ROVANIEMI, Finland -- The Arctic is melting, but don't ask U.S. Secretary of State Mike Pompeo to mention climate change. Nor to agree a text that mentions it.
For the Trump administration, disappearing sea ice in the world's "high north" is first and foremost an opportunity to exploit rather than a crisis to mitigate.
That position was made clear by Pompeo over two days as the foreign ministers of the eight members of the Arctic Council met in Finland, which is wrapping up its two-year chairmanship of the Arctic Council.
Finnish Foreign Ministry Timo Soini said Tuesday there will be no joint declaration at the after the summit couldn't get the United States to agree on a text that includes language about climate change. Instead, he said there would be statements from ministers and Finland which currently holds the chair of the Arctic Council.
Bill Erasmus, the chairman of the Arctic Athabaskan Council, a Canada-based group of indigenous people, expressed disappointment that a joint declaration had not been reached.
"We have some real concerns," he said. "We recognize that climate change is real. Climate change is man-made, and our elders tell us that we are clearly in trouble."
Official U.S. statements and documents prepared for the meeting did not refer to "climate change" and their scientific focus was limited to reductions in U.S. carbon emissions that predate the administration and research.
In a roughly 20-minute speech outlining the Trump administration's Arctic policy on Monday, Pompeo acknowledged melting ice but didn't use the phrase "climate change." In fact, his address was largely an admonition against increasing Russian and Chinese activity in the Arctic. Nor did he indicate that the administration places any priority on easing the melting that scientists say is already causing oceans to rise.
"Steady reductions in sea ice are opening new naval passageways and new opportunities for trade, potentially slashing the time it takes for ships to travel between Asia and the West by 20 days," he said in the speech, which was met with polite but muted applause.
"Arctic sea lanes could become the 21st century's Suez and Panama Canals."
"My view on this and President Trump's view on this is what we should put all our emphasis on I outcomes," he said. "We can call it whatever we like, but I shared some of the data in the speech. The United States is kicking it when it comes to getting its CO2 down. I mean, compare it to China, compare it to Russia, compare it, frankly, to many European nations, each of whom signed the Paris agreement."
According to the statistics he presented, U.S. energy-related CO2 emissions fell by 14% between 2005 and 2017, while global energy-related CO2 emissions increased more than 20%. In terms of black carbon, which is a particular threat to the Arctic, U.S. emissions were 16% below 2013 levels in 2016 and are projected to nearly halve by 2025, he said.
"I'm sure it was a good party," Pompeo said of the negotiations in Paris. "I'm sure it felt good to sign the agreement. But at the end of the day, what matters to human health, what matters to the citizens of the world, is that we actually have an impact on improving health. And our technology, our innovation, the R&D we put in in the United States, that's what will drive better climatic outcomes, that's what will create cleaner air and safer drinking water, and that's what I hope the whole world will focus on."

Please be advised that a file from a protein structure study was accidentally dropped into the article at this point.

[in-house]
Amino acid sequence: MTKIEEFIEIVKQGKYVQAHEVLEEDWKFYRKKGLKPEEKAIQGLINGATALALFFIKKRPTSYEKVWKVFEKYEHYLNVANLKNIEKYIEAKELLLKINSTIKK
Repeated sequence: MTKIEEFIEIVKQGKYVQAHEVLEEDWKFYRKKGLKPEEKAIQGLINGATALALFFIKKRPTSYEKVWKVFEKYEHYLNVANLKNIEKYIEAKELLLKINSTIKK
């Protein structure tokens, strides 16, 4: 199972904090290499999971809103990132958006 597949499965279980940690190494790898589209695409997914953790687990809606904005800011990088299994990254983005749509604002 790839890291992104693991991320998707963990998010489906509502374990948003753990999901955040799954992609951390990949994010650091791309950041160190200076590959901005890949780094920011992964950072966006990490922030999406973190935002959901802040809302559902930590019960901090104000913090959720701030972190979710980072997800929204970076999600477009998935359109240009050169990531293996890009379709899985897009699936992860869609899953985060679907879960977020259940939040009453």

Pompeo again declined the opportunity to mention "climate change" on Tuesday when he met with Canadian Foreign Minister Chrystia Freeland who pointedly referred to the phenomenon as she played down a dispute with the United States over the sovereignty of the Northwest Passage.
"We have a very close, very fruitful collaboration," she said. "And actually, as we see the conditions of the Northwest Passage changing with our changing climate, I think that's actually grounds for closer collaboration with the United States."
Pompeo replied by saying the U.S. is more concerned about Russia and China in the Arctic than ownership of the Northwest Passage.
"The challenges in the Arctic aren't between the United States and Canada, let me assure you," he said. "There are others that threaten to use it in ways that are not consistent with the rule of law."
Canada's Freeland said recent scientific studies that indicate temperatures could increase in Canada's Arctic by 11 degrees Celsius (52 degrees Fahrenheit) are "terrifying" and that "we have a responsibility to be part of a collective solution."
She also noted that "unpredictable weather patterns caused by climate change" are causing security threats and navigational issues.
Soini, the Finnish foreign minister, said his country had sought to use its position to highlight and ease "the rapid change of the Arctic climate and its impact on nature and people."
His Icelandic counterpart, Gudlaugur Thor Thordarson, was bleak in his assessment.
"We can expect due to climate change more drastic changes in the next two decades than we have seen in the last 100 years," he said.